|You are not alone in experimenting with this sort of training activity, and there is nothing inherently incorrect in any of your thoughts. It is said that in the early season, Bernard Hinault used to ride 6 hours first thing in the morning, with no breakfast whatsoever. The logic is to deplete the body of glycogen entirely so that it must burn fat. I've tried this, and it's really hard, but there were some benefits.
At the turn of the century, it was thought that drinking water while excercising was dangerous - the stomach, 'full' of water, would cause the body to divert needed energy away from the muscles; cramps and delirium would surely follow! Early Tour riders would more often drink wine, beer, or mineral water only, but very sparingly. Even post-ride hydration was negligible.
I would caution you about not drinking any water; although in colder weather the tendency is to drink less, any exercise performed over 40deg. F calls for some sort of appreciable fluid intake. A bottle an hour, is my guide. You don't mention your climate, but it would be dangerous to perform aerobic tasks in high heat or humidity.
However, what you are doing is a valid weight control method, and may/may not, depending on who you read, 'train' the body to metabolise fat as a primary energy source. This seems to be a very individual thing, and weight loss, for you, may or may not be appropriate.
On the other hand, your *immediate* intake of food/water post exercise may completely negate what you are doing, as metabolism increases and continues to burn calories after stopping exercise. Yes, your metab. is 'on' during exercise, and once primary sugars are depleted fats are burned, but as soon as you cease taxing the system our metab. will burn the primary sugars you ingest when sedentary. Sugars are easier/more accesible to burn, so the body 'prefers' them. As the sugars are burned, everything else is stored!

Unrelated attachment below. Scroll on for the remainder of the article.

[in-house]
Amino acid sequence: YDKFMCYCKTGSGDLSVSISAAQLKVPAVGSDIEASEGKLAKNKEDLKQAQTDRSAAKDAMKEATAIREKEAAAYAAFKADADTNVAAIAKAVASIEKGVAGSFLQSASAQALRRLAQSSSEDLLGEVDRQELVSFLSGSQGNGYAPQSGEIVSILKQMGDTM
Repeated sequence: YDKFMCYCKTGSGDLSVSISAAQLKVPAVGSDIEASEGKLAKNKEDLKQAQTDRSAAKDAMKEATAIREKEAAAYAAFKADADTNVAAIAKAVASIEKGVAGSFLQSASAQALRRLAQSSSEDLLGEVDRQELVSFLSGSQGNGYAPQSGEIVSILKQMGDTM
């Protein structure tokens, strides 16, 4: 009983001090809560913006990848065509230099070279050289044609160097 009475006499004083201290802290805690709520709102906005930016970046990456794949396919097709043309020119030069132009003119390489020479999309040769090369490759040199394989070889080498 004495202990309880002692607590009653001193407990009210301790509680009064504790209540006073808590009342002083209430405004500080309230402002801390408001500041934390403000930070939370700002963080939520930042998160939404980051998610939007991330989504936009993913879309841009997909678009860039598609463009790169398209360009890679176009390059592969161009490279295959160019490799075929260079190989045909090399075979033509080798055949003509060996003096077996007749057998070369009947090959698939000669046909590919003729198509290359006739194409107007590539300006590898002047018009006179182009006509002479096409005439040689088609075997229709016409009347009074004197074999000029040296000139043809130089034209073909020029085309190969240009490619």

You may burn calories more efficiently if you eat some fruit (no carbos!) during your long ride, and then not eat anything for 2-3 hours post ride. But do take water when you ride, as it always helps your body maintain optimum core temperature/electrolyte balance whatever the temperature.
Also, I am hoping that your 4.5 hour rides are done at a slow pace? HR at 30% of max, low gear, spin spin spin? Yes? Otherwise, you'll really put yourself in debt come spring.
If you want more specific detail/opinions, please post age/weight/height and what sort of riding goals you have.
|re: Opinions about riding w/ No food, No fluids (kind of long)||mackgoo|
Dec 30, 2001 9:33 AM
|I origonally thought this a bad practice but after I did have these thoughts, although still believing this could be dangerous. If you could ride at a HR or exertion level that was heavilly tipped toward burning fat then this may not be such a bad thing to do it with out food as you don't really need the fuels most of us have enough fat stores to get us through, and you would get rid of some fat or reduce it's size. I read some were that you don't really lose fat cells we have what we have and keep it, it"s just the size that changes. But no fluid is dangerous as we exercise we lose fluid if it's not replaced our blood chemistry changes, everything changes, and not for the good.|
|re: Opinions about riding w/ No food, No fluids (kind of long)||mackgoo|